Tuesday, January 19, 2010

teaching styles

Kohn, Alfie. "It's Not What We Teach; It's What They Learn". Education Weekly: September 10, 2008.

This article talks about the ways teachers deliver the content of their lessons. Many times, especially in high school and college, teachers relay all the content knowledge through lectures. This does not necessarily give all students access to the information. This is the same for the reward systems teachers use. Many teachers try to promote actions through rewards such as grades. They believe by having these "fair" grades students will strive to do well. However, this is not necessarily the meaning the student is receiving. In fact, these rewards can have the complete opposite effect. Thus, it is important to be more of a listener than a lecturer as one teaches.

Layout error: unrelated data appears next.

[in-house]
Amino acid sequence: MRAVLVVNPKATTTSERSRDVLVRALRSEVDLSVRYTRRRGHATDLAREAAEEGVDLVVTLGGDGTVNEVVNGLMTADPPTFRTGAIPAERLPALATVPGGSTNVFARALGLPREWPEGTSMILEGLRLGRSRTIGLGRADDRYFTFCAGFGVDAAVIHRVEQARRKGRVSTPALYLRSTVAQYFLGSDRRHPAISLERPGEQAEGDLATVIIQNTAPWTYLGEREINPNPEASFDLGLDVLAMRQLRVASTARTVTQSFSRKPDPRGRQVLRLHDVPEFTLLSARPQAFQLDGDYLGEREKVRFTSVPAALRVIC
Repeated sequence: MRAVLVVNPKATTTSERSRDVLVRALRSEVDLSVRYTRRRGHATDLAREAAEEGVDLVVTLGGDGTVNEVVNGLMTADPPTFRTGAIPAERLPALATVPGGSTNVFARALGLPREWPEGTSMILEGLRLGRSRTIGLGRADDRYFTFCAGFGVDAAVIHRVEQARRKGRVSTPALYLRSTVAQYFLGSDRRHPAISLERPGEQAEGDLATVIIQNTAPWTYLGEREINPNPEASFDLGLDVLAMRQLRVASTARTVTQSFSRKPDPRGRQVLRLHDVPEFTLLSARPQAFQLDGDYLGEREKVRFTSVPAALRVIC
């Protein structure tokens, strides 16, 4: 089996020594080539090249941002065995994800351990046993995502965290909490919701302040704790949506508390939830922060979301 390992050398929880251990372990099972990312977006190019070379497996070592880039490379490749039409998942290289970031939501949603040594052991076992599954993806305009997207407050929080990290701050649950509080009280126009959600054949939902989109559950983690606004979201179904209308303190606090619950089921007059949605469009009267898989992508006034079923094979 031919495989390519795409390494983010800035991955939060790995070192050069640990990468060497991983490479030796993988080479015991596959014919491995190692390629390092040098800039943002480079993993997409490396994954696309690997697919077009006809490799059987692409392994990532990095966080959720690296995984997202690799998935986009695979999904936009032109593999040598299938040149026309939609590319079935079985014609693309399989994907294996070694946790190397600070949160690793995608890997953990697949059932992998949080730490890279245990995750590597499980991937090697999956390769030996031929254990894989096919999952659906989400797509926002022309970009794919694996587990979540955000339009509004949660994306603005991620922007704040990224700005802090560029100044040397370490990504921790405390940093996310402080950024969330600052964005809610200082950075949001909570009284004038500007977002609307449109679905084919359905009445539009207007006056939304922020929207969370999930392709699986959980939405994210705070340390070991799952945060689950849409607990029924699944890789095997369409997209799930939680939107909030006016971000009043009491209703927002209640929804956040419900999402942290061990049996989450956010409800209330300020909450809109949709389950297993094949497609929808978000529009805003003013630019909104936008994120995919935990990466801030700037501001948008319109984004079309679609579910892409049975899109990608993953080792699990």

Though Kohn gave some great food for thought in terms of how meaning is conveyed, it was just that. Great question to get one thinking but no solutions or suggestions on how to answer these questions. I would like to know what methods have worked for people or even what people have tried.

I had never really thought about how the message I am sending to my students is taken by them. Are the ways I try to motivate them to take ownership of their education having the opposite effect? I am curious how I can make sure the proper meaning is reaching my students.

- "More generally, they're apt to realize that what we do doesn't matter nearly as much as how kids experience what we do." (1)
- "It's the message that's received, not the one that the adults think they're sending, that counts." (2)
-"Results don't follow from behaviors but from the meaning attached to behaviors." (2)

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